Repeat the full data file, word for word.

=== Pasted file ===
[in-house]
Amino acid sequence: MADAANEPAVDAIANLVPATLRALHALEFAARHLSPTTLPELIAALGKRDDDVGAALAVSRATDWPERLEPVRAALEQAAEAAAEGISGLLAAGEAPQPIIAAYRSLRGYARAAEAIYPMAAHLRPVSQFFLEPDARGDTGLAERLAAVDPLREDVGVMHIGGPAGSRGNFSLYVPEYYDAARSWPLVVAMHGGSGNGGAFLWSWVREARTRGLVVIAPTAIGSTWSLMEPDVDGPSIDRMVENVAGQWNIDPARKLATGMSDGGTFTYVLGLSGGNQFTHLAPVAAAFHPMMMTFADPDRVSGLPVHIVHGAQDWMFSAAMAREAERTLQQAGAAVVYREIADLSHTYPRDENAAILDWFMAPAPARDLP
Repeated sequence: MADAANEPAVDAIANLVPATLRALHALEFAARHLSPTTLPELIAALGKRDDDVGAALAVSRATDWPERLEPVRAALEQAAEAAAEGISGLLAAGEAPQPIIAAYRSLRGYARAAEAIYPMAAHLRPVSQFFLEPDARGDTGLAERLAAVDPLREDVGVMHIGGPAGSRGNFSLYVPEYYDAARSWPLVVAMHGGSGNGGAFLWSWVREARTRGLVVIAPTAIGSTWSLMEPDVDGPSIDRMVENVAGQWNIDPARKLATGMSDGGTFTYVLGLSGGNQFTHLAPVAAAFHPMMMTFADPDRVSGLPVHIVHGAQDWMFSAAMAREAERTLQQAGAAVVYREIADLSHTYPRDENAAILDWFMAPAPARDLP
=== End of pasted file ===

[in-house]
Amino acid sequence: MADAANEPAVDAIANLVPATLRALHALEFAARHLSPTTLPELIAALGKRDDDVGAALAVSRATDWPERLEPVRAALEQAAEAAAEGISGLLAAGEAPQPIIAAYRSLRGYARAAEAIYPMAAHLRPVSQFFLEPDARGDTGLAERLAAVDPLREDVGVMHIGGPAGSRGNFSLYVPEYYDAARSWPLVVAMHGGSGNGGAFLWSWVREARTRGLVVIAPTAIGSTWSLMEPDVDGPSIDRMVENVAGQWNIDPARKLATGMSDGGTFTYVLGLSGGNQFTHLAPVAAAFHPMMMTFADPDRVSGLPVHIVHGAQDWMFSAAMAREAERTLQQAGAAVVYREIADLSHTYPRDENAAILDWFMAPAPARDLP
Repeated sequence: MADAANEPAVDAIANLVPATLRALHALEFAARHLSPTTLPELIAALGKRDDDVGAALAVSRATDWPERLEPVRAALEQAAEAAAEGISGLLAAGEAPQPIIAAYRSLRGYARAAEAIYPMAAHLRPVSQFFLEPDARGDTGLAERLAAVDPLREDVGVMHIGGPAGSRGNFSLYVPEYYDAARSWPLVVAMHGGSGNGGAFLWSWVREARTRGLVVIAPTAIGSTWSLMEPDVDGPSIDRMVENVAGQWNIDPARKLATGMSDGGTFTYVLGLSGGNQFTHLAPVAAAFHPMMMTFADPDRVSGLPVHIVHGAQDWMFSAAMAREAERTLQQAGAAVVYREIADLSHTYPRDENAAILDWFMAPAPARDLP